The Austrian painter Tillman Kaiser does something unexpected and frankly welcome. Rather than accept that painting is used up or on life support, Kaiser opens up the discourse through the use of egg tempera (a medium dating back to Egyptian mummy portraits) on photograms (a 20th-century invention) mounted on wood. One thing I appreciate about his approach, which also makes it unforeseen, is that the work is not ironic, nostalgic, or an example of institutional critique — all well-known, over-celebrated moves. If anything, Kaiser does something unfashionable but very much needed in this era of bloated rhetoric and claims of meta-criticality: he comes across as sincere.
In Screaming Swifts: Paintings and a Construction, at the Mitchell Algus Gallery (September 7 – October 23, 2016), his first one-person exhibition in New York, Kaiser employs a straightforward approach, a muted palette of pale magenta, black, and white, and an efficient directness of paint application, fitting a symmetrical form made of sharp-edged planes and triangles tightly within the painting’s physical borders. The form — which ranges from transparent planes in “Amerika” to a severely angled, relief-like structure in “Shrinking Corners” (both 2016) — defines a compressed space or overlays one that is depthless and dusty. Kaiser’s forms are evocative of shapes found in the paintings of František Kupka and Arthur Dove; the designs and architecture of Peter Behrens; and the gothic futurist sets of Fritz Lang’s film, Metropolis (1927). They feel neither utopian nor optimistic, nor do they recall a heroic past.
By freeing these forms from their history, at least enough so they don’t come across as ironic or nostalgic, Kaiser is able to infuse them with a contemporary reticence and even mystery. By compressing spiky forms into the veined skin of decalcomania, the technique of transferring wet paint onto a surface from a sheet of paper, or sharp-edged transparent planes into a granular black ground, Kaiser is able to bring order and violence, symmetry and dissolution, semi-transparent edges and depthlessness into the same visual field. The diamond-shaped opening in the center of “Shrinking Corners” seems to be an old-fashioned view of outer space — something from a 1950s science fiction film. And yet, it doesn’t feel like a backward glance, but rather a recognition of an impasse, that there is no clear route to the future as everything seems to be crumbling or decaying around us.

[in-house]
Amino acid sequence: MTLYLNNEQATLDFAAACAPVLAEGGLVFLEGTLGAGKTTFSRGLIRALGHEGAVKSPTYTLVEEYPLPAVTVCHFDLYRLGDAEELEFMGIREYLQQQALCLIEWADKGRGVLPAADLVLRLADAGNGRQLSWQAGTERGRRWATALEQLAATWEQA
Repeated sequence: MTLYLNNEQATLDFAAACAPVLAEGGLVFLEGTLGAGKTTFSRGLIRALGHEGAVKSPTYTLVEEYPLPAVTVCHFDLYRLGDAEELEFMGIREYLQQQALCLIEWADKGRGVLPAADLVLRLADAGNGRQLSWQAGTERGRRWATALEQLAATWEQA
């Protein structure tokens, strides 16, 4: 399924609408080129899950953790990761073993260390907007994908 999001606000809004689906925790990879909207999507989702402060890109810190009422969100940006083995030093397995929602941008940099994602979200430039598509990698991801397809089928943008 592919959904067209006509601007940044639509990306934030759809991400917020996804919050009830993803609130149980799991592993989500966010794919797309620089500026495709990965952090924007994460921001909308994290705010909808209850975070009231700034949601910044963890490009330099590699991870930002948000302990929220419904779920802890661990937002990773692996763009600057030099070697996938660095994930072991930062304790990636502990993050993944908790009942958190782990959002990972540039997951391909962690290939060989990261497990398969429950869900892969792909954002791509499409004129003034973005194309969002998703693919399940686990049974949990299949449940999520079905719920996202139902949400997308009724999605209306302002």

Kaiser’s sharp-edged, transparent planes feel shattered; something powerful and invisible has struck, and the planes are shooting outward or tumbling down. What do we do if there is no plane left on which to make a mark? By dissolving the boundaries between painting and photography, essentially rendering the distinction moot, Kaiser advances further possibilities for the collective project of painting, which never reached a dead end in the 1960s, as many critics then claimed, superseded by such production line techniques as silkscreen.
Even so, in “Maden Gehirne” (2010), the largest painting in the exhibition, Kaiser used silkscreen to repeat an abstract watermark, the kind employed to discourage counterfeiting. Over this field of watermarks, he has laid various, sharp-edged geometric shapes made of stepped planes, the edges painted a fading red to suggest drop shadows. Kaiser’s shapes are reminiscent of paper airplanes and Futurist faceting. The watermarks, nestled inside the openings made by the interlocking, sharply angled planes, become blind eyes peering out of the painting at the viewer. Kaiser underscores this reading by overlaying one of the watermarks with concentric circles inside a rhombus. It is a distant relative of the Masonic eye we see on American currency.
The inclusion of silkscreen on his oil and tempera canvas results in a visual contradiction that suggests painting is still an open and contested field. By incorporating a mark used to deter counterfeiting, Kaiser refuses to submit to the commonplace view that silkscreen and copying (or counterfeiting) are bonded together, that we live in a simulacrum populated solely by copies and counterfeits, that everything is dead. Kaiser’s resistance reminds us that — in contradiction to such institutional authorities as Hal Foster, who claims that our two choices are 1) try to beat them (i.e., institutions and capitalism) and fail, or 2) join them (as Warhol did) — there is a third option, which is to do neither.
“Ich kaufe mir nur selten etwas neues” (“Late at night, I fall asleep,” 2016), with its accordion folds angling sharply from a symmetrical axis, is a shallow wall sculpture constructed out of cardboard, painted white and mounted on wood. Composed of four sections fitted together, each side mirrors the other, top to bottom and left to right. This mirroring, which is found in nearly all the paintings, speaks to the dissolution of the body through repetition. The symmetrical array of shattered, spiky planes underscores the violence of our past and future — that we live between one devastated condition and another — yet the symmetrical, shattered forms are also emblems of the possibility that all is not lost. There is grimness to the beauty of Kaiser’s forms, and beauty in the grimness.
Screaming Swifts: Paintings and a Construction continues at Mitchell Algus Gallery (132 Delancey Street, 2nd floor, entrance on Norfolk Street, Lower East Side, Manhattan) through October 23.